Gibbons ran into friction again about a year ago when he sought a developer for the 6-plus acres of empty lots that the MCCA has long controlled on D and E streets in South Boston. Some critics said the process, launched in the waning weeks of the Baker administration, was too hasty, and the board decided in April to restart it. Last week, MCCA staff recommended a 1.6-million-square-foot proposal, mostly consisting of labs and offices, from Cronin Development for the site, over one from a rival team led by Boston Global Investors. (Principals at Cronin Development and BGI declined to comment about Gibbons’s departure on Tuesday.)


In an unusual rebuke, Handy removed the discussion about the land from the agenda of the board’s monthly meeting last Thursday.

Gibbons’s three-year contract is set to expire at the end of December 2024. It’s not yet public how much he will be paid for the remaining time on that contract. He earned $316,000 in 2022, including bonus payouts on top of his annual base salary of $265,000. Gibbons did not respond to a message seeking comment on Tuesday.

The Rev. Eugene Rivers, community activist Robert A. Lewis, and student protesters demonstrated outside the Hynes Convention center earlier this year, denouncing racism and calling for a full state investigation into allegations made against the Massachusetts Convention Center Authority. Barry Chin/Globe Staff

Under Gibbons’s leadership, the MCCA also recently faced scrutiny on issues of diversity. Law firm Prince Lobel Tye interviewed dozens of people and ultimately concluded in a report that the agency has not had a Black or Hispanic person in any leadership role since 2019, and the management had not made it a priority to “address these concerning demographic trends.” The audit raised similar concerns about the agency’s hiring of outside contractors. The report did note that in July, Gibbons hired the authority’s first chief diversity officer, an indication that some of its practices in this area may be starting to change or evolve.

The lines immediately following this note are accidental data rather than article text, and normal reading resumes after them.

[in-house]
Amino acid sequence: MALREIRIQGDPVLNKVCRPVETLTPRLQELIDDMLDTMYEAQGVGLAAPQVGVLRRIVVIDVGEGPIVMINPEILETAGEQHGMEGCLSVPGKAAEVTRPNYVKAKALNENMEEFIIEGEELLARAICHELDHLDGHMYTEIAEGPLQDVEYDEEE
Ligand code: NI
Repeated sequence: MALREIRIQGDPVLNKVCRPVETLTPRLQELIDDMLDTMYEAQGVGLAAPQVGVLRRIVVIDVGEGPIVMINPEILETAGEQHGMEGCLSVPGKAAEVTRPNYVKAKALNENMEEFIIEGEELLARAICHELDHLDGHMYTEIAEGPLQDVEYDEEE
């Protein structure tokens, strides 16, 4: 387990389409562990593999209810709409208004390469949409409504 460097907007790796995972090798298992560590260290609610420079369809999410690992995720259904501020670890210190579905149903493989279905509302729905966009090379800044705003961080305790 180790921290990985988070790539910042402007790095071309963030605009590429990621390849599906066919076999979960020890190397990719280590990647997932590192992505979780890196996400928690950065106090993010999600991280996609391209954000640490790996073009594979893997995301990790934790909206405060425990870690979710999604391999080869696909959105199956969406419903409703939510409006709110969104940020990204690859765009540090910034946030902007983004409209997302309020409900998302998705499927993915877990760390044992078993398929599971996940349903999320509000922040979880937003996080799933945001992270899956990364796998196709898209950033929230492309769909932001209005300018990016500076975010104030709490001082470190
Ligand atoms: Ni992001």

The board also concluded the agency was much more focused on the bottom line under Gibbons than it was under predecessor Jim Rooney, now the chief executive of the Greater Boston Chamber of Commerce. Nearly every year, the MCCA gets operating subsidies via a drawdown from the state’s Convention Center Fund, which relies on a variety of tourism taxes. Under Gibbons, the authority largely kept those drawdowns in the relatively low $1 million to $4 million range, and in fact didn’t require any operating subsidies in the 2022 fiscal year. (Notable exceptions were the 2020 and 2021 fiscal years, during the height of the pandemic.)


Rooney said he wasn’t surprised to learn of Gibbons’s departure. It’s natural, he said, for top leadership positions to change in the first year of a new governor’s administration.

The uncertainty in the hospitality industry around the future of the Hynes and the BCEC expansion, Rooney added, has not been healthy for Boston.

“It’s a moment in time for a refresh, to take a look at the role of the convention centers in our broader economic development strategy,” Rooney said. “There are a lot of cities around the country that run them as ‘shows in, shows out,’ and ‘put some heads on beds.’ If that’s all they want [here], it would be disappointing to me. But they need to decide what they want to do, and now’s a good time to do it.”

Jon Chesto can be reached at jon.chesto@globe.com. Follow him @jonchesto.